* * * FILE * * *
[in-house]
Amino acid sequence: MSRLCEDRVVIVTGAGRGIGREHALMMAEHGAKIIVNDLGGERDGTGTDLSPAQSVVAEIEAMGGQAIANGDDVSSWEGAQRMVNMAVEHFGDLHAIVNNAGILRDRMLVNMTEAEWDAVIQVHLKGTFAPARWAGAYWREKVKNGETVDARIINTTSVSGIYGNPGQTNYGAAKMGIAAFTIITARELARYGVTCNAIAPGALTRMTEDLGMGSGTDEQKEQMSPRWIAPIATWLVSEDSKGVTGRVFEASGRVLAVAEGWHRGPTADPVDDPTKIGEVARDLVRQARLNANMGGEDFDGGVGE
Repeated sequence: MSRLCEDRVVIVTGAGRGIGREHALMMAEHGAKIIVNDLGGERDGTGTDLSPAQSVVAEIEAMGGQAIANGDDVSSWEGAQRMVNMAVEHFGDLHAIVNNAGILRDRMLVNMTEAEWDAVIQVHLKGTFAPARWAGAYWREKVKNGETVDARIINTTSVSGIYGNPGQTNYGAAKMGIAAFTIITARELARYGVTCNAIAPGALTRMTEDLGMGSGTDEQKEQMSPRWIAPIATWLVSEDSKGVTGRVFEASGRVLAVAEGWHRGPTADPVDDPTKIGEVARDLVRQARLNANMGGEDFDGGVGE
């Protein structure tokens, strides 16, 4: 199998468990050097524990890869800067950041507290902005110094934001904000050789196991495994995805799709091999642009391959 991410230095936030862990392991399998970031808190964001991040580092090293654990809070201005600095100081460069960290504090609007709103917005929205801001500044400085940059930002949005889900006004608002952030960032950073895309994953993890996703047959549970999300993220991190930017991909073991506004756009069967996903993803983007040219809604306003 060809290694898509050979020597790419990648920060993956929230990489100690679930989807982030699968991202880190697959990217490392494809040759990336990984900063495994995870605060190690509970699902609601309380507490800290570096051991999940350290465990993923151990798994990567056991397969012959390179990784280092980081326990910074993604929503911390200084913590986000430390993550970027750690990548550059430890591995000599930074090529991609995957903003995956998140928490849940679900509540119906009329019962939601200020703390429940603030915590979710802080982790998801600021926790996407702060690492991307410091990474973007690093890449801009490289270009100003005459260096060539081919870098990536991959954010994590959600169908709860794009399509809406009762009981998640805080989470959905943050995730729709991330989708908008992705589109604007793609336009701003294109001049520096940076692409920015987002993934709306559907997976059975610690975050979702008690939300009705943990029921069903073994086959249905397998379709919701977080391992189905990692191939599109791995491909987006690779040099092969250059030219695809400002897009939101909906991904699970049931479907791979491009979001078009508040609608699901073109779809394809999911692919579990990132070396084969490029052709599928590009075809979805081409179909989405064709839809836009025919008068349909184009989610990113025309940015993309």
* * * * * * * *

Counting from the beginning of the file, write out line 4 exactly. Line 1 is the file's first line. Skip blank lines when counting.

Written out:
């Protein structure tokens, strides 16, 4: 199998468990050097524990890869800067950041507290902005110094934001904000050789196991495994995805799709091999642009391959 991410230095936030862990392991399998970031808190964001991040580092090293654990809070201005600095100081460069960290504090609007709103917005929205801001500044400085940059930002949005889900006004608002952030960032950073895309994953993890996703047959549970999300993220991190930017991909073991506004756009069967996903993803983007040219809604306003 060809290694898509050979020597790419990648920060993956929230990489100690679930989807982030699968991202880190697959990217490392494809040759990336990984900063495994995870605060190690509970699902609601309380507490800290570096051991999940350290465990993923151990798994990567056991397969012959390179990784280092980081326990910074993604929503911390200084913590986000430390993550970027750690990548550059430890591995000599930074090529991609995957903003995956998140928490849940679900509540119906009329019962939601200020703390429940603030915590979710802080982790998801600021926790996407702060690492991307410091990474973007690093890449801009490289270009100003005459260096060539081919870098990536991959954010994590959600169908709860794009399509809406009762009981998640805080989470959905943050995730729709991330989708908008992705589109604007793609336009701003294109001049520096940076692409920015987002993934709306559907997976059975610690975050979702008690939300009705943990029921069903073994086959249905397998379709919701977080391992189905990692191939599109791995491909987006690779040099092969250059030219695809400002897009939101909906991904699970049931479907791979491009979001078009508040609608699901073109779809394809999911692919579990990132070396084969490029052709599928590009075809979805081409179909989405064709839809836009025919008068349909184009989610990113025309940015993309």